Dave have made a nice video tutorial on building and using Dickson voltage doubler made if diodes and capacitors. This appears to be cheap and easy way of rising voltage for low power applications. For instance if you microcontroller circuit is powered from 3V power supply and you want to attach 5V LCD it may be useful to consider a voltage double to increase supply voltage instead of designing additional power supply branch. In tutorial there are real measurements made with different loads attached. [source] [Useful wiki source]
As electronic enthusiast you probably have pile of resistors, capacitors and other electronic components. Most of them are color coded and in order to use any of these you need to identify each of them. Usually resistor color band table works fine or multimeter. But how to speed up process a bit, free your hands and even eyes from looking at tables or multimeter. Anthony coded a simple application (EEspeak) which simply listens to you what type of element and colors are identified. Imagine sorting things out – sitting around with pole of resistors and reading each color values aloud. Voice recognition seems to work great without any training. It can tell color coded resistor, capacitor and inductor value with its tolerance. Simple commands enable it to read values aloud and display on screen. Program is free so give it a try – at least it’s fun.
Normally computer hard drive activity is indicated with single flashing LED when there is write or read operation performed. [Harvey Wilson] wanted something different then just flashing LED and came out with spindicator. He replaced single LED with 10 LEDs mounted in circular shape. After digging some info from Internet he found the hdd signal nature and built 4017 counter based circuit which accepts each incoming LED signal and then increments counter. All 10 LEDs are connected to counter output pins so each event lights makes feeling of running lights.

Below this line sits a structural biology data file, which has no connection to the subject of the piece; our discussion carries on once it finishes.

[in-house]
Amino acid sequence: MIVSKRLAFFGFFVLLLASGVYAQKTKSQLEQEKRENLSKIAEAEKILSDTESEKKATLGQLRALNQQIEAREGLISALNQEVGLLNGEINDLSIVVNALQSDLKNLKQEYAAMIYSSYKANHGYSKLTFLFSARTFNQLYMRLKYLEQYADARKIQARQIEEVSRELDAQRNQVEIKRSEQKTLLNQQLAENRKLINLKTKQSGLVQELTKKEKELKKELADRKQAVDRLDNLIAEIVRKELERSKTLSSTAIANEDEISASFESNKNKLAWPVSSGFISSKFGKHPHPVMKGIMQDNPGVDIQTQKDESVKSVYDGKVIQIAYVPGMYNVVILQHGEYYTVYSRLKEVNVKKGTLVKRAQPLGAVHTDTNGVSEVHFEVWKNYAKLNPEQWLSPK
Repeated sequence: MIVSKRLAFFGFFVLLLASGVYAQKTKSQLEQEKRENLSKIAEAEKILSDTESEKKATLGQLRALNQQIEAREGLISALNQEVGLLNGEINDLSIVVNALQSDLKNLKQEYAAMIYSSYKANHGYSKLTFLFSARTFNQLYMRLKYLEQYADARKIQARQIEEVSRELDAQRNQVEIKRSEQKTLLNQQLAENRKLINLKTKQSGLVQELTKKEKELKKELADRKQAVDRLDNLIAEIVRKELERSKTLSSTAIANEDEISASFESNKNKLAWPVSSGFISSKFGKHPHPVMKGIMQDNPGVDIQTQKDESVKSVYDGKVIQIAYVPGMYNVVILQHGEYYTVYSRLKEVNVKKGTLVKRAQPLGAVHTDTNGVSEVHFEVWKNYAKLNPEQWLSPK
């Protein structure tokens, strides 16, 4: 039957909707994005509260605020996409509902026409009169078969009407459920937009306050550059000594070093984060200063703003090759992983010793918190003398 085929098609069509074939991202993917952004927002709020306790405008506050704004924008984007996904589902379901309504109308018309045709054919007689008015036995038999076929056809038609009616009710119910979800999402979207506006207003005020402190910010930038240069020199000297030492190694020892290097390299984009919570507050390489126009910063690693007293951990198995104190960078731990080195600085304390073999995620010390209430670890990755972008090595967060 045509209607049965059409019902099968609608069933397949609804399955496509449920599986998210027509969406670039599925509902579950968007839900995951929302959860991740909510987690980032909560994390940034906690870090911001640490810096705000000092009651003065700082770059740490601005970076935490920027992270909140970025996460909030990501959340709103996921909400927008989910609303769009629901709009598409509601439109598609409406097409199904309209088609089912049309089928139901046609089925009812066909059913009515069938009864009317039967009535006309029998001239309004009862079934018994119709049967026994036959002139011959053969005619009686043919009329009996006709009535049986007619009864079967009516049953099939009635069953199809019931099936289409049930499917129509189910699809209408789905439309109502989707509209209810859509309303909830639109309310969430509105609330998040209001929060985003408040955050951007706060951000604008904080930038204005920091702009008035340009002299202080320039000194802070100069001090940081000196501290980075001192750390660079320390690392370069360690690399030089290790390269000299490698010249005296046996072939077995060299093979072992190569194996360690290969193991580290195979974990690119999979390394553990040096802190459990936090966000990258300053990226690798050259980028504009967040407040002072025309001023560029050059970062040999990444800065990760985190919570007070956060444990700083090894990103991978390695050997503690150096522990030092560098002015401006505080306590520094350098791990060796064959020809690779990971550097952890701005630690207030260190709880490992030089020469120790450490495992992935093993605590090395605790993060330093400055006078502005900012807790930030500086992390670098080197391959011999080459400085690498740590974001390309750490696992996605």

SMD has entered hobby market long time ago, but there are still many people who afraid to push their projects to SMT level. Once you try it appears to be very easy – even easier than through hole PCB technology. Dave from eevblog have published series of PCB soldering tutorials where he goes through tools needed to make quality soldering, then through hole soldering tips and finally SMD component soldering. In this video Dave carefully explains what main techniques (individual pin soldering, well based and drag) can be used to successfully solder SMD parts and what odds are awaiting for inexperienced players. If you don’t want to solder with iron, then you’ll see how it is easy to do this with solder paste and hot air gun. So, take your time and see how it’s easy.
Designing electronics devices doesn’t end with building a PCB board. Most of finished products are placed in enclosures. Even if you don’t use enclosure – the board has to sit somewhere or has some mechanical attachments like heat-sinks, holders etc. One way to be sure everything fits nicely is to put everything together in mechanical CAD like Google Sketchup which is free. The problem is – how easy to transfer PCB image in to Sketchup. There is no direct export to format that 3D CAD would understand. So RS Components (EU electronics component distributor) have put all pieces together. They developed a simple solution that clears the gap between PCB and 3D CAD formats. Their small software takes IDF file format (Intermediate Data Format) that is supported by most of PCB software packages. Then with RS program this file is converted to Collada (.dae) file which can be imported in…
Probably you’re following Dave’s eevblog. He constantly publishes great stuff for electronics engineers and enthusiasts. Following video might be useful for someone who deals with small SMD parts like LGA. Soldering those might be tough, but there is always a way out of situation. This video demonstrates how to solder 3 axis axelerometer on to prototyping board in dead bug style. By following this technique you can solder almost any SMD chip that are meant for re-flow soldering.
PWM is common way of controlling analog things with digital electronics. If you need to control lamp intensity, DC motor speed then check out this video tutorial prepared by Jameco Electronics. PWM can be generated by specialized chips like famous 555 or by microcontroller. [source]